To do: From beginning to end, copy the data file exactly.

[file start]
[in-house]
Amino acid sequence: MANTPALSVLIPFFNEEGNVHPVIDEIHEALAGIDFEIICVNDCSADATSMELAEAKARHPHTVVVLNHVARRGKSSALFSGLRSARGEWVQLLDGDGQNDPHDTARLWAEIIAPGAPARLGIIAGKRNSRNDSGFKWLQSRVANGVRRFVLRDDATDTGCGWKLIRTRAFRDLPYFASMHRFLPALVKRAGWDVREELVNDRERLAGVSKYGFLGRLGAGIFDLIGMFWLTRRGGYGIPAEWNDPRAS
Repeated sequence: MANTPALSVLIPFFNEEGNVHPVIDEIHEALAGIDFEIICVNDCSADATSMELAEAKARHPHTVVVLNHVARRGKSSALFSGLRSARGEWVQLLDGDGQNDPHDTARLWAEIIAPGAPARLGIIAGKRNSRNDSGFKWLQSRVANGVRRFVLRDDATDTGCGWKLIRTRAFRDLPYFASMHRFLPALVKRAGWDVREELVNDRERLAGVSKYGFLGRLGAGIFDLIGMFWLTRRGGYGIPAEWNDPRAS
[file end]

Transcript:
[in-house]
Amino acid sequence: MANTPALSVLIPFFNEEGNVHPVIDEIHEALAGIDFEIICVNDCSADATSMELAEAKARHPHTVVVLNHVARRGKSSALFSGLRSARGEWVQLLDGDGQNDPHDTARLWAEIIAPGAPARLGIIAGKRNSRNDSGFKWLQSRVANGVRRFVLRDDATDTGCGWKLIRTRAFRDLPYFASMHRFLPALVKRAGWDVREELVNDRERLAGVSKYGFLGRLGAGIFDLIGMFWLTRRGGYGIPAEWNDPRAS
Repeated sequence: MANTPALSVLIPFFNEEGNVHPVIDEIHEALAGIDFEIICVNDCSADATSMELAEAKARHPHTVVVLNHVARRGKSSALFSGLRSARGEWVQLLDGDGQNDPHDTARLWAEIIAPGAPARLGIIAGKRNSRNDSGFKWLQSRVANGVRRFVLRDDATDTGCGWKLIRTRAFRDLPYFASMHRFLPALVKRAGWDVREELVNDRERLAGVSKYGFLGRLGAGIFDLIGMFWLTRRGGYGIPAEWNDPRAS